‘I was born poor, but I will not die poor,’ was a peculiar decision I made at the age of ten (10). This dream seemed too far out of reach, especially when I was surrounded by people who have no contradicted my ambitions and preferred a traditional way of life.
My mom was a caring homemaker. Her dream was to educate her children and get them married one day. She focussed on teaching me life skills on how to survive and how to be loved in my second home. On the other hand, my dad desired that I find a permanent, secure job for myself—something that could support me in case of any unprecedented situations.
Everyone around me focussed more on service-oriented education and jobs rather than entrepreneurship. My relatives even thought that entrepreneurial jobs were not meant for girls. They also thought that only the rich could venture into it and be successful. As a result, my education revolved around traditional courses and providing services. But deep inside, I believed that I was born to be an entrepreneur.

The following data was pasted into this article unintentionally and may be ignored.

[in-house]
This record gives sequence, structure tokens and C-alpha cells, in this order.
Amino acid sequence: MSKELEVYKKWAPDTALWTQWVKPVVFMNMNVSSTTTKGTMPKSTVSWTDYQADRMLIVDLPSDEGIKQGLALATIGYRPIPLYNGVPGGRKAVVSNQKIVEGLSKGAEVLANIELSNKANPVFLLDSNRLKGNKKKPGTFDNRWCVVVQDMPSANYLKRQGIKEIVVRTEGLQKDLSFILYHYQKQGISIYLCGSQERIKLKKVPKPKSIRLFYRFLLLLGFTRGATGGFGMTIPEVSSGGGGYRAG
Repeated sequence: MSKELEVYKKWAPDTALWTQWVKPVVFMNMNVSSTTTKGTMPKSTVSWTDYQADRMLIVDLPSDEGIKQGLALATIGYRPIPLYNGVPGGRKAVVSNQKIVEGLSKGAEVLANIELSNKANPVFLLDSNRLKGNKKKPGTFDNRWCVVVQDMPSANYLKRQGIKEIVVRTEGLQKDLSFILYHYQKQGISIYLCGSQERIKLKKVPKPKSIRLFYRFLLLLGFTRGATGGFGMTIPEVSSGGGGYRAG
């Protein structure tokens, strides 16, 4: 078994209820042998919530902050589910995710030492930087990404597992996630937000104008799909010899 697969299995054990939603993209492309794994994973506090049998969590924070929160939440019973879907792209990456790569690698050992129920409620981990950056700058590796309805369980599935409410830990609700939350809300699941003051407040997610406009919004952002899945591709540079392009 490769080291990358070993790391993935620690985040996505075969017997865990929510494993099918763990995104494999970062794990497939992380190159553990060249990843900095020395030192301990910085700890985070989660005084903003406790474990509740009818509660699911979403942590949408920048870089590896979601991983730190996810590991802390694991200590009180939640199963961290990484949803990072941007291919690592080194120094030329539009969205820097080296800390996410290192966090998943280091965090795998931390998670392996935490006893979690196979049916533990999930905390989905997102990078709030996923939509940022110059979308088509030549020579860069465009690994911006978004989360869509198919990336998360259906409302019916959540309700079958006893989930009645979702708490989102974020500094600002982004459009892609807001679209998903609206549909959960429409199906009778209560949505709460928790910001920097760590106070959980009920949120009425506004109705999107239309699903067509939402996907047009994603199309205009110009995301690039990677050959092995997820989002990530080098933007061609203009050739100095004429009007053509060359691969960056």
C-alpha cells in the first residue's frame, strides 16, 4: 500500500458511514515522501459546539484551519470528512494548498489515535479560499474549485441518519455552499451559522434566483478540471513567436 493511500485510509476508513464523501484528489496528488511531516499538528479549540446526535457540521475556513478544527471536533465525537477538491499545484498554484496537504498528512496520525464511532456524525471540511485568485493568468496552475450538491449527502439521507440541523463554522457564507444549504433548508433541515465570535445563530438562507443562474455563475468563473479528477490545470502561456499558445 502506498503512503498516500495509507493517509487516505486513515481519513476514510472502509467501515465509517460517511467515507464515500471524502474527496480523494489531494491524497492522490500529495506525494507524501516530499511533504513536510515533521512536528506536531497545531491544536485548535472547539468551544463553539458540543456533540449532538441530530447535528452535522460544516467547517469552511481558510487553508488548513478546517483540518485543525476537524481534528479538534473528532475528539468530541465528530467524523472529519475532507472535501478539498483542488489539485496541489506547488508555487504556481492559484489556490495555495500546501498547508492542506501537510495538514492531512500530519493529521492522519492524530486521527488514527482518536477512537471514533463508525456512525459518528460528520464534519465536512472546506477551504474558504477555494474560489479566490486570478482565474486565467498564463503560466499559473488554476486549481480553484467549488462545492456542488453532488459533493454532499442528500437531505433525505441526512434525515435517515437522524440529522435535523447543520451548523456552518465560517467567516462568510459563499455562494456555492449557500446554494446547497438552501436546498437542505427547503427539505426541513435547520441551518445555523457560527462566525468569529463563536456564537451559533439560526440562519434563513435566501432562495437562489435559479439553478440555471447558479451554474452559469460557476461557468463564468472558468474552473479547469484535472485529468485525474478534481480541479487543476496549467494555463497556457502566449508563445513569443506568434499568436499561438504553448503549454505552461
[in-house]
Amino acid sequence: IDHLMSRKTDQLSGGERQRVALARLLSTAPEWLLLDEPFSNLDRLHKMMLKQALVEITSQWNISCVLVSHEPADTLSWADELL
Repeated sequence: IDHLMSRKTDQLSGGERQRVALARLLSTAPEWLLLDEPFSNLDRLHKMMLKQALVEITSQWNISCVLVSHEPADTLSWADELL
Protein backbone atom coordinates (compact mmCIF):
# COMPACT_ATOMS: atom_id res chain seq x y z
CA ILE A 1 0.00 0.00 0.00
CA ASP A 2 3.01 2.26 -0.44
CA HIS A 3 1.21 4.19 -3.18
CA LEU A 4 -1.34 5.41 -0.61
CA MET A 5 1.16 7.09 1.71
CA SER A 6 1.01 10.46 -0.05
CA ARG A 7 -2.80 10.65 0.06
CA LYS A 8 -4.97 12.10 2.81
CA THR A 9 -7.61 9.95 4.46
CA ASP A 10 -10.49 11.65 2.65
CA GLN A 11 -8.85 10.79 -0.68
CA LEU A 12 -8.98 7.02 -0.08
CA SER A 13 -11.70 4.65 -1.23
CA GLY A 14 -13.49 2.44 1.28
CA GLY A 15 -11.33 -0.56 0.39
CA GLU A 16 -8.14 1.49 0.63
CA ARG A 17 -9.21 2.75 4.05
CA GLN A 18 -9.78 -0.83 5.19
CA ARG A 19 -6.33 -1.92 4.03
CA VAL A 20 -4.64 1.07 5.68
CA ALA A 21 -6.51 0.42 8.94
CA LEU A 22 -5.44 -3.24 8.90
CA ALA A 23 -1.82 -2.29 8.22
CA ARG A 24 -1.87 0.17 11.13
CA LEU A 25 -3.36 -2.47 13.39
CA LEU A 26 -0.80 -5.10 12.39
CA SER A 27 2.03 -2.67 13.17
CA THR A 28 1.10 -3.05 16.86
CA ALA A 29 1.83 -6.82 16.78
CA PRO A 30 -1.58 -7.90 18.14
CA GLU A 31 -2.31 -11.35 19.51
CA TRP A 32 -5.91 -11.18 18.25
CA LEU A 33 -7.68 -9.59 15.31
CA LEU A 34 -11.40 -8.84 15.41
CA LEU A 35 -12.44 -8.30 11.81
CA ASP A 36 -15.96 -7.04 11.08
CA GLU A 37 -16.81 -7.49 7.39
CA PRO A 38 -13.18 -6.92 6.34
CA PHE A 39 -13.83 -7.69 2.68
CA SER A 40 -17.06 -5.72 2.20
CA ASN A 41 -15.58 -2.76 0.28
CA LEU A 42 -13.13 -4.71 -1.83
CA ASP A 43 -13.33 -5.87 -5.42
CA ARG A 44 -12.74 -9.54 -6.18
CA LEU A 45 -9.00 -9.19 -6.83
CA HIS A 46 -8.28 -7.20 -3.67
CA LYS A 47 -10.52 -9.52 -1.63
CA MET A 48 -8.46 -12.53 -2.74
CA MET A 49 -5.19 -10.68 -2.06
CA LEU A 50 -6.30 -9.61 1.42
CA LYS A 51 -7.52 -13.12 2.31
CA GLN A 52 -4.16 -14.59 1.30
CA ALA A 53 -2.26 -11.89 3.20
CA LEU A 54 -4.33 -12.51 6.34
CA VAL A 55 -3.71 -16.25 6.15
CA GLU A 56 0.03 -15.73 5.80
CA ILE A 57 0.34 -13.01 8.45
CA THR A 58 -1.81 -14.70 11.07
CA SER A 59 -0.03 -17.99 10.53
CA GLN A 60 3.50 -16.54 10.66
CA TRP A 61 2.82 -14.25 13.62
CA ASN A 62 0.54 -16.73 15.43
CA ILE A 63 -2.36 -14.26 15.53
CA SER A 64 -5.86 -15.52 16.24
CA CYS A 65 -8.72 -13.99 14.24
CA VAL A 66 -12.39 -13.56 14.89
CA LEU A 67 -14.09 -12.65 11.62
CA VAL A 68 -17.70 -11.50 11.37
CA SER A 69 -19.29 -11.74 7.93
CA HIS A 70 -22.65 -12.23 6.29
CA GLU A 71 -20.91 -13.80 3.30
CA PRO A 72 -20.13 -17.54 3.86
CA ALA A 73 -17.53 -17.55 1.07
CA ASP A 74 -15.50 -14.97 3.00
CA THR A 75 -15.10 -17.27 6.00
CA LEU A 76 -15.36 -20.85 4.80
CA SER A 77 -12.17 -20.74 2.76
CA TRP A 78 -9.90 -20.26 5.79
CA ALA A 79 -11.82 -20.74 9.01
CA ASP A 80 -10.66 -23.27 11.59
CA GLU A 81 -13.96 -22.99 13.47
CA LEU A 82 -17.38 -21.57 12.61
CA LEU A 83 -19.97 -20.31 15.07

When I learned the basics of handling different types of clothing, I approached various tailoring units with the hope of a job. I did not mind doing even basic things like button fixing. In this manner, I earned my first 50 cents. But I could not stop there. I had to keep making money to reach my goal.
At the age of 13, I started selling my written scripts. I keep having a lot of failures, but that has not hindered the decision I took at the age of 10. I work keeping my goal in front of me each day. Even to this day, many of my works get rejected.
My consistency in working and persevering without giving up has helped me progress amid failures and has made me a better human being—someone of whom my family could be proud of.